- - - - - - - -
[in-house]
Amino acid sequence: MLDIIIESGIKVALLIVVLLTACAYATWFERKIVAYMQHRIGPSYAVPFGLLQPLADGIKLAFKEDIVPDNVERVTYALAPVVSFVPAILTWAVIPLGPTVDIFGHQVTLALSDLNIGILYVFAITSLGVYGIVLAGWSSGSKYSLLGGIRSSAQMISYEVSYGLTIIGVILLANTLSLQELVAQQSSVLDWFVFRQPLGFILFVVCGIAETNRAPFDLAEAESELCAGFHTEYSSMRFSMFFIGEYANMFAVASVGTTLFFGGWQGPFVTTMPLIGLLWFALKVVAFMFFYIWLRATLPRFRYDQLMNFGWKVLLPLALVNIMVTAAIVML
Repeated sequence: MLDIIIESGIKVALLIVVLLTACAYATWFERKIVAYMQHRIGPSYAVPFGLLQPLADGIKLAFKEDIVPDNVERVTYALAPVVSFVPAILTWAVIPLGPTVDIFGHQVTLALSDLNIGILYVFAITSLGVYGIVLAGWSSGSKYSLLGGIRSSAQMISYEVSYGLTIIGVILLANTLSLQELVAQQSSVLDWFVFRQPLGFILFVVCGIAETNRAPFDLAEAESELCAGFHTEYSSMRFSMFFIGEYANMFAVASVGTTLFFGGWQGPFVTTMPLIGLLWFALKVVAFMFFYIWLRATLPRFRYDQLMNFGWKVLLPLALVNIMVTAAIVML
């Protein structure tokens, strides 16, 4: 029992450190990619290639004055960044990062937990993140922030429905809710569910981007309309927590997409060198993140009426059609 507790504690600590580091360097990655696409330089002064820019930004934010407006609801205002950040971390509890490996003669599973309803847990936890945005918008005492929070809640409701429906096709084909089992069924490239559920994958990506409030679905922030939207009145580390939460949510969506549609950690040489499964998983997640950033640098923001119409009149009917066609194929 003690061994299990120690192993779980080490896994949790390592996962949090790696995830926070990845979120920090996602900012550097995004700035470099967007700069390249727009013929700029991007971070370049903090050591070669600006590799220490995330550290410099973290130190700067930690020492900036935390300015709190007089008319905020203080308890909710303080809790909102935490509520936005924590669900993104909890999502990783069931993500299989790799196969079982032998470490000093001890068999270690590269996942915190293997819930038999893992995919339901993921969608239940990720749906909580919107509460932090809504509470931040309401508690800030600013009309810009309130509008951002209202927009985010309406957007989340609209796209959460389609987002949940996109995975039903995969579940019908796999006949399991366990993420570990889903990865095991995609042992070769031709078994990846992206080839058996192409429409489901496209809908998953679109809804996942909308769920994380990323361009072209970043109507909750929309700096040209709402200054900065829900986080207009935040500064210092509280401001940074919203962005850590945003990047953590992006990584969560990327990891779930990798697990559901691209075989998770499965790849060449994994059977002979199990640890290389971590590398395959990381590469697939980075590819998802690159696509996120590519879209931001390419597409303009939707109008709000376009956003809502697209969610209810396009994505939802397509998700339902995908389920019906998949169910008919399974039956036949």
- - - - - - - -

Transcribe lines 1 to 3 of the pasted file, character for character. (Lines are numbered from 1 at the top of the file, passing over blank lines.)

[in-house]
Amino acid sequence: MLDIIIESGIKVALLIVVLLTACAYATWFERKIVAYMQHRIGPSYAVPFGLLQPLADGIKLAFKEDIVPDNVERVTYALAPVVSFVPAILTWAVIPLGPTVDIFGHQVTLALSDLNIGILYVFAITSLGVYGIVLAGWSSGSKYSLLGGIRSSAQMISYEVSYGLTIIGVILLANTLSLQELVAQQSSVLDWFVFRQPLGFILFVVCGIAETNRAPFDLAEAESELCAGFHTEYSSMRFSMFFIGEYANMFAVASVGTTLFFGGWQGPFVTTMPLIGLLWFALKVVAFMFFYIWLRATLPRFRYDQLMNFGWKVLLPLALVNIMVTAAIVML
Repeated sequence: MLDIIIESGIKVALLIVVLLTACAYATWFERKIVAYMQHRIGPSYAVPFGLLQPLADGIKLAFKEDIVPDNVERVTYALAPVVSFVPAILTWAVIPLGPTVDIFGHQVTLALSDLNIGILYVFAITSLGVYGIVLAGWSSGSKYSLLGGIRSSAQMISYEVSYGLTIIGVILLANTLSLQELVAQQSSVLDWFVFRQPLGFILFVVCGIAETNRAPFDLAEAESELCAGFHTEYSSMRFSMFFIGEYANMFAVASVGTTLFFGGWQGPFVTTMPLIGLLWFALKVVAFMFFYIWLRATLPRFRYDQLMNFGWKVLLPLALVNIMVTAAIVML